By a mortgage the mortgagee acquires a right to the ownership of a vessel in a certain event, namely, on default of payment of principal and interest, since it is a transfer of all the mortgagor's interest by way of security for the payment of a loan. Mortgagee by reason of his mortgage shall not be deemed to be the owner of the ship, the mortgagor remains the dominus of the ship with regard to everything connected with its employment until the moment arrives when the mortgagee takes possession. The mortgagor therefore does not cease to be the owner of such mortgaged ship except so far as may be necessary for making it available as a security for the mortgage debt. From this it necessarily follows that a mortgagee cannot bring an action of restraint as if he were a co-owner. The mortgagee under a mortgage of a ship becomes entitled to have as part of his security all the articles necessary to the navigation of the vessel, such as sails, lights, whether on board at the date of the mortgage, or placed on board subsequently and he becomes entitled to to the freight due when he takes actual or constructive possession of his security, he cannot, therefore, recover from the mortgagor any freight which he has allowed him to receive since the date of the loan, and before he take possession. Nor can the charterers take from the freight payable by them any sum in respect of advances which the master has agreed shall be deducted from such freight, for the sum which it is agreed by the charterparty shall be advanced and taken from the freight is the only amount by which the freight may be reduced. Nor can suppliers of coal obtain a deduction of the price thereof from freight, even though the coal was consumed in earning it, where the coal was sold to and was the property of the mortgagees. A ship can be arrested under admiralty jurisdiction for the above.
You have a right to arrest the ship or her sister ship under the Brussels or Geneva Conventions for ship arrests. If the ship or any of her sister ship is heading towards Indian territorial waters you can arrest her by obtaining an order of arrest under admiralty jurisdiction preferably from Bombay High Court and execute the order of arrest on the ship wherever she is found in Indian territorial waters. You can also obtain an order of arrest of the ship from other high courts in India having admiralty jurisdiction but these courts have only territorial jurisdiction unlike Bombay High Court that has pan-India jurisdiction for ship arrest.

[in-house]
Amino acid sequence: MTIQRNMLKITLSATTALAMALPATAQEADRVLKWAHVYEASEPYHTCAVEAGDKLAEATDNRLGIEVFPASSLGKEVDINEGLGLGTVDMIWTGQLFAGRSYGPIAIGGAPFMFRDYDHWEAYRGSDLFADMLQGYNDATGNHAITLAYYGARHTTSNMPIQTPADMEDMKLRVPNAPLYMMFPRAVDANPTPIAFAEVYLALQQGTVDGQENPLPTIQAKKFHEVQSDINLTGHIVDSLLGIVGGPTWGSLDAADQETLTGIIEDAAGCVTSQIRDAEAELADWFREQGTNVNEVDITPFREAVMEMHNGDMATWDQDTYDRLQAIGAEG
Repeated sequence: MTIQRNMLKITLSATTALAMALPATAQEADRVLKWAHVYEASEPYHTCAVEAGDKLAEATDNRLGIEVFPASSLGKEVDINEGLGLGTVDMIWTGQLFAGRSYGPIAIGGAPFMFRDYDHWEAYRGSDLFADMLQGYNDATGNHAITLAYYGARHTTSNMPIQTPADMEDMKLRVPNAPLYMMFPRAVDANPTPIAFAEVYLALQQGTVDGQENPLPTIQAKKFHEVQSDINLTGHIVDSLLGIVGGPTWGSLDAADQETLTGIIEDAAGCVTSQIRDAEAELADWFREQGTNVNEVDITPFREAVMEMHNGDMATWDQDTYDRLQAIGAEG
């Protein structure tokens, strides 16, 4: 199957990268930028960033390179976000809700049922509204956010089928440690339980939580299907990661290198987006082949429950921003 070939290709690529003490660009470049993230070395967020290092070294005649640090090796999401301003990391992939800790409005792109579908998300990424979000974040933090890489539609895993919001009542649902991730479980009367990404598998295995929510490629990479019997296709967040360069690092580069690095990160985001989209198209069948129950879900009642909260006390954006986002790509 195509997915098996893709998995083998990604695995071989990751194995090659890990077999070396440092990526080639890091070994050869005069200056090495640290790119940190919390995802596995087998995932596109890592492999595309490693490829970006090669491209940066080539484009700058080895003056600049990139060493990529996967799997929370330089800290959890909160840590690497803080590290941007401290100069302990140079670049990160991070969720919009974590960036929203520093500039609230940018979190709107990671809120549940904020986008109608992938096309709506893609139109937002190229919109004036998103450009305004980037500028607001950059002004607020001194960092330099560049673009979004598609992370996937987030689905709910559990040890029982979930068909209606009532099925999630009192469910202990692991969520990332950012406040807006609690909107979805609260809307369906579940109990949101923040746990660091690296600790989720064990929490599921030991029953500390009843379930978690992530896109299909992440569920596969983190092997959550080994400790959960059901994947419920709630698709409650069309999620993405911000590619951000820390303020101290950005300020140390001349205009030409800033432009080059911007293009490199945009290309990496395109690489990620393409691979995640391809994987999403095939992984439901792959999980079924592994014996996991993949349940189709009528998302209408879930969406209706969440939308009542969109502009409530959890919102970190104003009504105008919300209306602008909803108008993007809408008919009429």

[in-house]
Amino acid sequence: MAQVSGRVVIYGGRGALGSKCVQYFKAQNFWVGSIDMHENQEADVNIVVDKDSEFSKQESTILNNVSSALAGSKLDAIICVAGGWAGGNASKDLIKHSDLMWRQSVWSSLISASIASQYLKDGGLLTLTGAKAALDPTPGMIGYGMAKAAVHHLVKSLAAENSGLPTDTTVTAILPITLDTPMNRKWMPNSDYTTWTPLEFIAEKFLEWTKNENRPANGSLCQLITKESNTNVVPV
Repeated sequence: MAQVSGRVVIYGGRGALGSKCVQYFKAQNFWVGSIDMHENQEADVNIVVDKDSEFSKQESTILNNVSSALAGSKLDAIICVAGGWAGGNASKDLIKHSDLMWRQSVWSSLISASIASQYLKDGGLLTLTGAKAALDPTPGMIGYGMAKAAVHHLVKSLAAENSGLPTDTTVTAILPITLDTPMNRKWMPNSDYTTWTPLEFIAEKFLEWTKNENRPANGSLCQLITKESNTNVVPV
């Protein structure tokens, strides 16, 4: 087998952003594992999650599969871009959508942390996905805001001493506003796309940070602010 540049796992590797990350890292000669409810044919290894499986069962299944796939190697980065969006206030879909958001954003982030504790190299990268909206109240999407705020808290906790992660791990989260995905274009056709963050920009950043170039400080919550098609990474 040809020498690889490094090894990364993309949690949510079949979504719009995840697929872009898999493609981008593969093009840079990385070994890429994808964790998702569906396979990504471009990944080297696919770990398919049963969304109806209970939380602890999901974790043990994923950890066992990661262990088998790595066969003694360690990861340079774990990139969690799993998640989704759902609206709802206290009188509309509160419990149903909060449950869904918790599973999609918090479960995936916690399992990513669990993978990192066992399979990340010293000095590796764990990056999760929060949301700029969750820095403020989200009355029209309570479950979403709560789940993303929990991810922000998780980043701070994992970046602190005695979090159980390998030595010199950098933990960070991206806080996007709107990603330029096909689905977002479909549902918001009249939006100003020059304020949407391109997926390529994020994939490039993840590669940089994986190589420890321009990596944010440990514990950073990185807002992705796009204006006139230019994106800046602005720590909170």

We know that there are very few solicitor/ law firms in our country practicing admiralty, shipping and maritime more particularly admiralty ship arrest or release, we understand this sector is complex and very technical owing to the possibility of wrongful arrest for any mistake whilst strategising arrest, therefore one simply cannot ignore to engage the best or a specialist in this sector.
If you have a claim or a dispute by which admiralty jurisdiction can be invoked to arrest a ship in India please feel free to email, write or call us to check if admiralty jurisdiction can be invoked. You may also check with us if you intend arresting a ship outside India.
A ship can be arrested anywhere in India under admiralty jurisdiction by obtaining order of arrest from respective High Court having admiralty jurisdiction. The vessel should be in State territorial waters of the High Court. Brus Chambers having associate offices in Port and Capital city in all State of India, can provide a single window service for ship arrest or release in India.
In ship arrest or release matters the firm advise on all types of disputes representing owners, charterers, suppliers, repairers, cargo owners and their insurers, including P & I clubs, banks, financial institution, mortgagors and conducts litigation.
Advice and assistance on all types of disputes and claims, including bunker dues, repairs, casualties, collision, limitation of liability, cargo, charterparty, jurisdiction, conflict of laws, bill of lading, carriage of goods, contract conditions, fire, liens, general average, containers, recoveries, subrogation, casualties, freight forwarders liabilities, multimodal and unimodal, insurance and reinsurance, commercial disputes, recovery of unpaid dues, towage, salvage, pilotage, grounding, commodity disputes, damage done or received by any ship, freight, hire, demurrage, laytime, masters and crew claims, necessaries, supplies, ownership, possession, building, equipping.
Brus Chambers has extensive experience and a global reputation of handling ship arrest and release and all other aspects of maritime matters and has dominated the Indian admiralty and shipping market.
Brus Chambers has practiced maritime law since the establishment of the firm in 1998 and its partners much prior to 1992; today we have a worldwide reputation as specialists in this area. Our partners regularly appear as recommended shipping specialists..